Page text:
The Nationality of Utopia: H. G. Wells, England, and the World State

1st Edition

Maxim Shadurski

Routledge
September 5, 2019 Forthcoming
Reference - 208 Pages
ISBN 9780367330491 - CAT# 315849
Series: Routledge Studies in Twentieth-Century Literature

USD$140.00

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Summary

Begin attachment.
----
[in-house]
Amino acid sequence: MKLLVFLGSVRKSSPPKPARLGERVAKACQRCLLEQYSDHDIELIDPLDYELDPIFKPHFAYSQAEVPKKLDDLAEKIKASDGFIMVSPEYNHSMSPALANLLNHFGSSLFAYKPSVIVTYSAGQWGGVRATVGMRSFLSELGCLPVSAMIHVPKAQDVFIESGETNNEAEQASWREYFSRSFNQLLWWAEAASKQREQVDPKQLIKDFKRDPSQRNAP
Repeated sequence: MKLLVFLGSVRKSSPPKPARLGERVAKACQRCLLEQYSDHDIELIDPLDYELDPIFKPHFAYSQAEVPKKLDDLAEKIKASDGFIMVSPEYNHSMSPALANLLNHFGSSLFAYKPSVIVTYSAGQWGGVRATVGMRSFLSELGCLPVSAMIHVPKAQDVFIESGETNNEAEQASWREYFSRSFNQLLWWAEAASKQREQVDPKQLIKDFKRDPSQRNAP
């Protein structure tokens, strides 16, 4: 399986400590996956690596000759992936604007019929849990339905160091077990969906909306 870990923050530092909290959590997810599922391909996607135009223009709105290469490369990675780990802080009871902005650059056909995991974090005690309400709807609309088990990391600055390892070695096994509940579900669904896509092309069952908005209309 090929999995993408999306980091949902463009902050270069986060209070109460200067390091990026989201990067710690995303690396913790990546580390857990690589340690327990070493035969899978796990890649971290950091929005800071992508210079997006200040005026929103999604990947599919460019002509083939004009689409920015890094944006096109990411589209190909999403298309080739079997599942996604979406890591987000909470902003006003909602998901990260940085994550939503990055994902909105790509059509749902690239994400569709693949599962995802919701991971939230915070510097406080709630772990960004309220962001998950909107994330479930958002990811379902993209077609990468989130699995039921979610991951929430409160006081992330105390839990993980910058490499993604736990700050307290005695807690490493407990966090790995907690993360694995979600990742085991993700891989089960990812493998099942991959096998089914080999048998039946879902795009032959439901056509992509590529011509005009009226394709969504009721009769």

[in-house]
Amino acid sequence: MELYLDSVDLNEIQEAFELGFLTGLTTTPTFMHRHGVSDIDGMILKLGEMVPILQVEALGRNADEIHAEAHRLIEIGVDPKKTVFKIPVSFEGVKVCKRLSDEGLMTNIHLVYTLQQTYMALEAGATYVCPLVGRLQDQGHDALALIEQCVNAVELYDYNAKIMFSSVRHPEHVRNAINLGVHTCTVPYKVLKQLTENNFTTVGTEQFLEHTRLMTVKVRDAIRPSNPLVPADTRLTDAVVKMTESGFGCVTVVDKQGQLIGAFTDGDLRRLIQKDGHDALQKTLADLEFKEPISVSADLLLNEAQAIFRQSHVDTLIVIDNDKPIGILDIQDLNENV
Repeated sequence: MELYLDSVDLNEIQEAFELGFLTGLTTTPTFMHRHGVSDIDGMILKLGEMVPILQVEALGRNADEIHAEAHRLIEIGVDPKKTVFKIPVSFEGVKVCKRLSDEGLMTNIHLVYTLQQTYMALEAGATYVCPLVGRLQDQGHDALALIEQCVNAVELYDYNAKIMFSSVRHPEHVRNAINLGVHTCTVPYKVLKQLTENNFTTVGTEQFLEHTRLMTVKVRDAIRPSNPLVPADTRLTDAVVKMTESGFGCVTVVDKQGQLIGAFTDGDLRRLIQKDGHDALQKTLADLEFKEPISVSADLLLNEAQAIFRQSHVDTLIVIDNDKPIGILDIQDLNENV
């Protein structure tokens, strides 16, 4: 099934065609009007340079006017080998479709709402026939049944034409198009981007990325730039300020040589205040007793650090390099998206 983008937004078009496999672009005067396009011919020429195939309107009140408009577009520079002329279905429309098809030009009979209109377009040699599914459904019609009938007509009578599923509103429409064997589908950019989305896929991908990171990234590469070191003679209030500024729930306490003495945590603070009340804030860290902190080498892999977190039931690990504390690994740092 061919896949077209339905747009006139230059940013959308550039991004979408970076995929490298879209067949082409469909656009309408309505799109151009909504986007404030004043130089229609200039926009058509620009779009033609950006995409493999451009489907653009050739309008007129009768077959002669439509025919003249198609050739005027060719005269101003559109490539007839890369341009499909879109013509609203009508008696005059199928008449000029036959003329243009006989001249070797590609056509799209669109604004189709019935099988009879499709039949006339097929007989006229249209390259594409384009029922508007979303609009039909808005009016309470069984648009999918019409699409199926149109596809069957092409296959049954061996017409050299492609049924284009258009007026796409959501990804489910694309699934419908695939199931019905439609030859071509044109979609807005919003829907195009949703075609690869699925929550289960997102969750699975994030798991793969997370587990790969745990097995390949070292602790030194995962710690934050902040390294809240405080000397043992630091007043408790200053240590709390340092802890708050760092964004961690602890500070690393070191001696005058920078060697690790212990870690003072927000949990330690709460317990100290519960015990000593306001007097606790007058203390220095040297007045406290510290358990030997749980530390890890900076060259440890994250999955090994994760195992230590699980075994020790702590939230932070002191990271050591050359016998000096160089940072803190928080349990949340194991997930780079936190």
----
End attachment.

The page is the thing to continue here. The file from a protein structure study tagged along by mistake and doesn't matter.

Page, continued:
Since its generic inception in 1516, utopia has produced visions of alterity which renegotiate, subvert, and transcend existing places. Early in the twentieth century, H. G. Wells linked utopia to the World State, whose post-national, post-Westphalian emergence he predicated on English national discourse. This critical study examines how the discursive representations of England’s geography, continuity, and character become foundational to the Wellsian utopia and elicit competing response from Wells’s contemporaries, particularly Robert Hugh Benson and Aldous Huxley, with further ramifications throughout the twentieth century. Whereas Benson overwrites national discourse as an impediment to world unity, Huxley salvages the residual traces of English culture from their abuses in the World State. Contextualized alongside the changing circumstances of modernity, such contrary reactions demonstrate a shift from disavowal to retrieval of England, on the one hand, and from endorsement to rejection of the World State, on the other. England’s dissolution in the throes of alterity takes increasing precedence over the visions of a post-national world order and dissents from the Wellsian utopia. This trend continues in the work of George Orwell, Anthony Burgess, J. G. Ballard, and Julian Barnes, whose scenarios warn against a world without England. The Nationality of Utopia investigates utopia’s capacity to deconstruct and redeploy national discourse in ways that surpass fear and nostalgia.

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